New Judgment: Her Majesty’s Attorney General v Crosland [2021] UKSC 58

On appeal from: [2021] UKSC 15

The court unanimously dismissed this appeal concerning whether the Supreme Court was wrong to decide that the appellant’s disclosure of the result of the Heathrow appeal, in breach of an embargo on the Court’s judgment, constituted a contempt of court. Furthermore, did the Court then wrongly impose a fine of £5,000 on the appellant, and wrongly order him to pay the respondent’s costs in the sum of £15,000?

The appellant disclosed the outcome of a judgment of the Supreme Court to the public while it was still in draft and subject to embargo, knowing that such disclosure was prohibited. He had formed the view that it was misleading and that breaching the embargo would generate a higher level of publicity for his complaints. The respondent made an application to the Supreme Court alleging that the appellant had acted in contempt of court. On 10 May 2021, a three–justice panel of the Supreme Court (the “First Instance Panel”) found the appellant in contempt of court and imposed a fine of £5,000 and ordered him to pay a proportion of the Attorney General’s costs.

The following issues arise. First, whether the Supreme Court has jurisdiction to entertain an appeal against orders of the Supreme Court acting as a court of first instance in the exercise of its contempt jurisdiction. Second, whether the First Instance Panel was correct to hold Mr Crosland in contempt of court and to order the amount of costs that it did.

 

Held: The court unanimously dismissed this appeal.

Reasons for the Judgment:

Jurisdiction

The majority holds that section 13 of the Administration of Justice Act 1960 gives a right of appeal from an exercise by the Supreme Court of its contempt jurisdiction, acting at first instance. Section 13 gives such a right of appeal from any court (subject to irrelevant exceptions) and expressly includes the Supreme Court within the meaning of ‘court’. It is not a conceptual impossibility to appeal from one panel of the Supreme Court to another larger panel.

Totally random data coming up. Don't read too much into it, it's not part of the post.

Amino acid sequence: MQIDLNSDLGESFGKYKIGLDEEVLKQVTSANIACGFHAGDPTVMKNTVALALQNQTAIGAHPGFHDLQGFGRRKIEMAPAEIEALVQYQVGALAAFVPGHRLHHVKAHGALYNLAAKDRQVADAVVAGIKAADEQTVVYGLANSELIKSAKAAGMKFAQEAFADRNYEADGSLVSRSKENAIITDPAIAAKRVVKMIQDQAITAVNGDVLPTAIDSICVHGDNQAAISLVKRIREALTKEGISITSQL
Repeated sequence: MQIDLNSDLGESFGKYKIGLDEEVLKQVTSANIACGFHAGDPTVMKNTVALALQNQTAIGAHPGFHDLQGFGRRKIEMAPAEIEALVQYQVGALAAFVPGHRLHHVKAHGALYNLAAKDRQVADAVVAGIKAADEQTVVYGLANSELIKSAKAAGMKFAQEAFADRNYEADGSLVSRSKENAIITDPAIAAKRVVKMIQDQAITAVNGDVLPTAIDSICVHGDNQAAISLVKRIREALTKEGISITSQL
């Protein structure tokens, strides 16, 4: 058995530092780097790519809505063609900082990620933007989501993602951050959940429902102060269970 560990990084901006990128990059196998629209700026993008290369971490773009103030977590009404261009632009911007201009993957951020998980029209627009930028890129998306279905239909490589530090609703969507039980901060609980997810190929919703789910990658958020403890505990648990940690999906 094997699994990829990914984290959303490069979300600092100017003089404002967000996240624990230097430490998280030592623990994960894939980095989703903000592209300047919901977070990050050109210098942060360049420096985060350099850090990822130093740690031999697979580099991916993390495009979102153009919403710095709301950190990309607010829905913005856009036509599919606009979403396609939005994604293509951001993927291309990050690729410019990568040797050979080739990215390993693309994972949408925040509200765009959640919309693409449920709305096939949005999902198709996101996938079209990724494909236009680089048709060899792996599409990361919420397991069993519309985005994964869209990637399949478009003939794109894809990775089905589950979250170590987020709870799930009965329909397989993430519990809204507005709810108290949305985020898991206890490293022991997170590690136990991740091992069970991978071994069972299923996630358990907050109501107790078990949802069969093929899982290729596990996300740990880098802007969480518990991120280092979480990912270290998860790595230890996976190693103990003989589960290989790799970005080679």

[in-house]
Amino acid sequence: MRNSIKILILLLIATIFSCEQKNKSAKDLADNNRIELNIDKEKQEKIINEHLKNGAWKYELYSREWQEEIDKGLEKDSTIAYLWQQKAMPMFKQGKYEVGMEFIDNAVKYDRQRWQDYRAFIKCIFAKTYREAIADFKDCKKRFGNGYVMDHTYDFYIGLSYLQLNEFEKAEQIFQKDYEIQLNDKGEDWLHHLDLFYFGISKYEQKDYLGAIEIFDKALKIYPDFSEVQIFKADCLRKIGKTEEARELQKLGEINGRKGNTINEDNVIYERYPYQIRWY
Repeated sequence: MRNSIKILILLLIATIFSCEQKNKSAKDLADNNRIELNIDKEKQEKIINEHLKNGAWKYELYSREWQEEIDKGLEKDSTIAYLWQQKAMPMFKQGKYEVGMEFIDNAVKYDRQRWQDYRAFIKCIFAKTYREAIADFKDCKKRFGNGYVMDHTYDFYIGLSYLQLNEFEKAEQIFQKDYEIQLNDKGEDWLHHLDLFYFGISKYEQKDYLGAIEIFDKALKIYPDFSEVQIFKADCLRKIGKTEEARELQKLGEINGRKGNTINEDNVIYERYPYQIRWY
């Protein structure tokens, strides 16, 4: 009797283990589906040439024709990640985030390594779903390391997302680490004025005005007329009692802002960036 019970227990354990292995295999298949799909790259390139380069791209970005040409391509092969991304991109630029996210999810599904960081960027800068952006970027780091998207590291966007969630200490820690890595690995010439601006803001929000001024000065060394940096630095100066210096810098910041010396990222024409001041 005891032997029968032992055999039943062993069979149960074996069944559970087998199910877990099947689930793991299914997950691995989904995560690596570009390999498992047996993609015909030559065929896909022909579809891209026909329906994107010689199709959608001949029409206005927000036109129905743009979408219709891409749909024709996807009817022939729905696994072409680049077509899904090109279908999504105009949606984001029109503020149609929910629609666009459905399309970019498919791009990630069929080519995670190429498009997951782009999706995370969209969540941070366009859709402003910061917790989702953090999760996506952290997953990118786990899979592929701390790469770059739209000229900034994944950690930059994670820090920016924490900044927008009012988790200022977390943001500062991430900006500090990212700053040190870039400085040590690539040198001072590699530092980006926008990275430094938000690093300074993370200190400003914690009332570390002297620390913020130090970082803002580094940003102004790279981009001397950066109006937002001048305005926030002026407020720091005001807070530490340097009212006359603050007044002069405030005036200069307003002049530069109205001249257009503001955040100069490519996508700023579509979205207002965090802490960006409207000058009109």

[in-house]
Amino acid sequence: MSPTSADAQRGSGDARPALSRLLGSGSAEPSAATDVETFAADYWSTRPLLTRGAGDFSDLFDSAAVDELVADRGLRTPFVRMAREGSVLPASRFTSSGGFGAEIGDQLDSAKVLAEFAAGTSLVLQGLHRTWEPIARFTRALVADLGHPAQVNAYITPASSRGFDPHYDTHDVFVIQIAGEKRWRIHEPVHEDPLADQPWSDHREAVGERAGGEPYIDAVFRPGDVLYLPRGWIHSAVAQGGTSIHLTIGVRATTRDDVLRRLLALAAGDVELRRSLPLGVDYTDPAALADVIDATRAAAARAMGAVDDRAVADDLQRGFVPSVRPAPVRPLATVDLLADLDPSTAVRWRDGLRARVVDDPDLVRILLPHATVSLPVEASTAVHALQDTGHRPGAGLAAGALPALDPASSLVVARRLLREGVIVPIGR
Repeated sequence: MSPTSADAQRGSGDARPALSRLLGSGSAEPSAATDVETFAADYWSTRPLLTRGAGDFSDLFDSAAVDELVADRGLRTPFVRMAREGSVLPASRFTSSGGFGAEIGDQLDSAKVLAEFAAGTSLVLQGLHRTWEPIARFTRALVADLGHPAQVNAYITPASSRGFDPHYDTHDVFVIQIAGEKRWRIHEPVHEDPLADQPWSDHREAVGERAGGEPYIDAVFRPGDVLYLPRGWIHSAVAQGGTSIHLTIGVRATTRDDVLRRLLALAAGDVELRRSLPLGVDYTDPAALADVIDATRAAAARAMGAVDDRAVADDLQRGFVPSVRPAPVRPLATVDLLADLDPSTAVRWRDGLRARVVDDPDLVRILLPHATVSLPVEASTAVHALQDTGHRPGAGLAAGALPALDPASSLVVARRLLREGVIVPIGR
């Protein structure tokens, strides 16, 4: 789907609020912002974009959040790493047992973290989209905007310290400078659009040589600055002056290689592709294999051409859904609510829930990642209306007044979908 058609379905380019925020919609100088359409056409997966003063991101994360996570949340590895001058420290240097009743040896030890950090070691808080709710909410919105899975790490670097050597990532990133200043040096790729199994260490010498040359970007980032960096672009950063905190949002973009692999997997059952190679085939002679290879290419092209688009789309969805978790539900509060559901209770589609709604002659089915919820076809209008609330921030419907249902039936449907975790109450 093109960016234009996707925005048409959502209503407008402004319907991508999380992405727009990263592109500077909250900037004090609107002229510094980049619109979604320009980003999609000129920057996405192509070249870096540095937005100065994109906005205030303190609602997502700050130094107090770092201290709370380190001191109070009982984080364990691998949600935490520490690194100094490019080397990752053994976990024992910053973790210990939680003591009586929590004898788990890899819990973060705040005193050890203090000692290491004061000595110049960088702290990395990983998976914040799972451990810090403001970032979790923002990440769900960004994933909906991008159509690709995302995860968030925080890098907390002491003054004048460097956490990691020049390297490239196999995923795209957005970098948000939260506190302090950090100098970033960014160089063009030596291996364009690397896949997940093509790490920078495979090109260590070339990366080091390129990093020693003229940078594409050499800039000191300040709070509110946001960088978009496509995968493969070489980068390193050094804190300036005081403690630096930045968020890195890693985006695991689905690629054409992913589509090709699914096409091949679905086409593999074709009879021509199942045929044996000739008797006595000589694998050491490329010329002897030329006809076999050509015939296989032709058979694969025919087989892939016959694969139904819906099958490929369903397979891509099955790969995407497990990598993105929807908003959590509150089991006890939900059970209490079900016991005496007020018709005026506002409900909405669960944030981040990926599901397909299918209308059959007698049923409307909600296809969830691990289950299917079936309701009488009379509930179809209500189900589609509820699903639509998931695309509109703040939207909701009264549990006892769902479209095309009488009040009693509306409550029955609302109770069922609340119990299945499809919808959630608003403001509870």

Lady Arden considers that the Supreme Court does not have jurisdiction under section 13 to hear the appellant’s appeal. She considers that the Supreme Court has inherent jurisdiction to review an order should it consider that there has been an injustice of a particularly serious nature. The threshold of seriousness is not passed in this case and the inherent jurisdiction should not be exercised.

Merits

The First Instance Panel made no material error in their consideration of the factual context of the appellant’s actions. They were right to find that the appellant’s conduct amounted to a criminal contempt of court. While the embargo and finding of contempt interfered with the appellant’s right to freedom of expression under Article 10 of the European Convention on Human Rights, that interference was justified within the terms of Article 10 because it was prescribed by law and was in pursuit of a legitimate aim. It was also proportionate because it did not prevent the appellant from expressing publicly his disagreement with the judgment at any point after its hand down.

The First Instance Panel was an independent and impartial tribunal and there was no apparent bias. The decision to bring proceedings for contempt was taken by the respondent, not by the Supreme Court itself. Further, the First Instance Panel did not include any of the justices who sat on the appeal relating to the judgment which was disclosed.

The respondent was not in breach of any obligation to the appellant by failing to disclose to him that the Government may have been in breach of a court embargo in July 2020. That related to a separate case and was not relevant to the appellant.

The ruling on costs was not oppressive or unjust. The award of costs is a matter for the discretion of the First Instance Panel and they made no error of legal principle which would warrant setting aside their order. Nor did the court give reason to the appellant to believe that costs would be decided in accordance with the rules for criminal proceedings.

 

Watch the hearing:

18 October 2021  Morning session

 

For judgment, please see:  Judgment (PDF)

For press summary, please see: Press summary (HTML version)

For non-PDF version of the judgment, please see: Judgment on BAILII (HTML version)

 

 

Leave a Reply

Your email address will not be published.

Scroll to top